'Electronic Travel Authorization' Implementation Date Postponed


As readers will know, we have been anticipating the implementation of the mandatory Electronic Travel Authorization (“eTA”) requirement on March 15, 2016. eTAs are applications required by travellers to Canada from countries where a visa is not required. Subject to limited exceptions (notably US citizens), anyone boarding an airplane starting March 15 would require an eTA. For details about the program, its requirements, and its impact on travellers to Canada, please see http://www.kranclaw.com/2016/01/electronic-travel-authorizations-beware-the-ides-of-march/.

However, the Canadian government has just announced that the implementation of the mandatory eTA requirement is being postponed until the fall of 2016. No specific date has been provided.

Please note that, though not mandatory, it is still possible to obtain an eTA at this time, which will be valid for 5 years. Frequent travellers may still be well-advised to seek an eTA now to avoid difficulties in the future.

We will of course provide further information about the program as soon as it becomes available.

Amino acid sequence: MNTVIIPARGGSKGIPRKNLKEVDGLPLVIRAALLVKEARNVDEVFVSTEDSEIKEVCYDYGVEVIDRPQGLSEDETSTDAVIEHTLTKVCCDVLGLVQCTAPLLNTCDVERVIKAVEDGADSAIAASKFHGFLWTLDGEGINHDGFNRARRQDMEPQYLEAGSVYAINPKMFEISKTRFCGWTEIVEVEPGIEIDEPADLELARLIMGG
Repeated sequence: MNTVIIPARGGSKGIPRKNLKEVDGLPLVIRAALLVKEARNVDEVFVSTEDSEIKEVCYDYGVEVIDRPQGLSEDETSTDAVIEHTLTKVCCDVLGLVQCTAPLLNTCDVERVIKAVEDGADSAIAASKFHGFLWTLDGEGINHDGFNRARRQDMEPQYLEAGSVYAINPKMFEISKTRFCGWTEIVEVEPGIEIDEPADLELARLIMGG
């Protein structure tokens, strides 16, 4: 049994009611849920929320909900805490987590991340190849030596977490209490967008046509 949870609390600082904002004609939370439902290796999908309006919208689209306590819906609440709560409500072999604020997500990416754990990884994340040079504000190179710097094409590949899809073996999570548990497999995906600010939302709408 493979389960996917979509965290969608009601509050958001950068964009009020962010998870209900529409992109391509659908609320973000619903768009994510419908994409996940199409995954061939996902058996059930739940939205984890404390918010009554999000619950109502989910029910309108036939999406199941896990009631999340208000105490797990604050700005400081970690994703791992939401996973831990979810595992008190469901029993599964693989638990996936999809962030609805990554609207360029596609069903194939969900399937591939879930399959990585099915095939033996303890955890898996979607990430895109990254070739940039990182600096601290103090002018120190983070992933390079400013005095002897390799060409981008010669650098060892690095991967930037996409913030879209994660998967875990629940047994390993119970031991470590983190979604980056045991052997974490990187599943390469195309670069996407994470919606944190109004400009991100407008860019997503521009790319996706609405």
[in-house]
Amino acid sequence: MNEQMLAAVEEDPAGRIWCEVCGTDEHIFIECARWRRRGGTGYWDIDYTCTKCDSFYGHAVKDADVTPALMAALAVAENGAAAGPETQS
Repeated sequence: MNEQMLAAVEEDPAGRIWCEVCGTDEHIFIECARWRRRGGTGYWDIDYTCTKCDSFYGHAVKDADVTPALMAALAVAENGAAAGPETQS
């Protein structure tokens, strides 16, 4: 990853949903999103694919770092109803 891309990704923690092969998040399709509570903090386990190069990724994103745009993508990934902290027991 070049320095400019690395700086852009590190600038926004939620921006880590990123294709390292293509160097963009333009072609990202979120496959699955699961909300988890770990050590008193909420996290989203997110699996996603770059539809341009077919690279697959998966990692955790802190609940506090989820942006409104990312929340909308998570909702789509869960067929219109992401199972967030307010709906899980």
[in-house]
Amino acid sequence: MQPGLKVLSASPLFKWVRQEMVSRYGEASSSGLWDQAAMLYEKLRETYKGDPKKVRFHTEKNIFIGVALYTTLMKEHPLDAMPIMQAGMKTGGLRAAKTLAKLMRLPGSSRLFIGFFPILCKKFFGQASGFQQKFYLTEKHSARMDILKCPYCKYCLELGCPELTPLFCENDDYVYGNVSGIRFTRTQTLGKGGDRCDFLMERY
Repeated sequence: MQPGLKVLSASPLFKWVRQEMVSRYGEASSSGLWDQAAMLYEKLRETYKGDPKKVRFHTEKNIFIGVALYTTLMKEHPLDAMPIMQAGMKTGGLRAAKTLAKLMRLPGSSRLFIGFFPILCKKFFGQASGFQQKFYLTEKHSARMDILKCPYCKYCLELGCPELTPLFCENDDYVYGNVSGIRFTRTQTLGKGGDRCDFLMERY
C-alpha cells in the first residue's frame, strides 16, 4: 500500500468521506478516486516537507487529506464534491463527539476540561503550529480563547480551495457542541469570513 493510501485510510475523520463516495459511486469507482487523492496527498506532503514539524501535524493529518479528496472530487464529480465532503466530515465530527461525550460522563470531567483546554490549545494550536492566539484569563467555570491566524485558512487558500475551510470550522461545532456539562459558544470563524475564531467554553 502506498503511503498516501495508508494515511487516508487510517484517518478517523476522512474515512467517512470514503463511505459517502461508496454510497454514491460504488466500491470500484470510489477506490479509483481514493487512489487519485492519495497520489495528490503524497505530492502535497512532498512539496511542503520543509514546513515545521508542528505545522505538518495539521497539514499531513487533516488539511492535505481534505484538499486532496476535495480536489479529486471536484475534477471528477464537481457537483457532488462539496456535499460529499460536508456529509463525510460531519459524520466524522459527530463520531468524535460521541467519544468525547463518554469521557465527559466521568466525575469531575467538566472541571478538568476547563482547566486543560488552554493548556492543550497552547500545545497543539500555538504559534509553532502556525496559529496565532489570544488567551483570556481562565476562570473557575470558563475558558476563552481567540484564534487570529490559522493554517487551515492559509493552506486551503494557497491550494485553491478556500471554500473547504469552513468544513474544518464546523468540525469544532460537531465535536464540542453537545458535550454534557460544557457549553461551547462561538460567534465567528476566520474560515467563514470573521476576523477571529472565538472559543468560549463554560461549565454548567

The information in this article is for general purposes only, and not intended as legal advice for any particular situation.

This post originally appeared on Kranc Associates. Copyright © 2016 Kranc Associates. All rights reserved. Reprinted with permission.

About The Author

Benjamin A. Kranc Benjamin A. Kranc is senior principal of Kranc Associates, a leading Canadian corporate immigration law firm. He has many years of experience assisting clients in connection with Canadian immigration and business issues. Ben is certified by the Law Society of Upper Canada as a Specialist in Immigration Law. He is also on the ‘Who’s Who Legal’ list of foremost practitioners in Canadian corporate immigration, as well as rated as AV Preeminent® in a Martindale-Hubbell peer review. Ben has spoken at numerous conferences, seminars, and information sessions – both for professional organizations and private groups – about issues in Canadian immigration law, and has also taught immigration law at Seneca College in Toronto. In addition, Ben has written extensively. He is the author of a leading text on Canadian immigration law entitled “North American Relocation Law” (Thomson Reuters) and contributing immigration author to the “The Human Resources Advisor” (First Reference Books). Ben can be contacted at (416) 977-7500 ext. 226, or bkranc@kranclaw.com.

The opinions expressed in this article do not necessarily reflect the opinion of ILW.COM.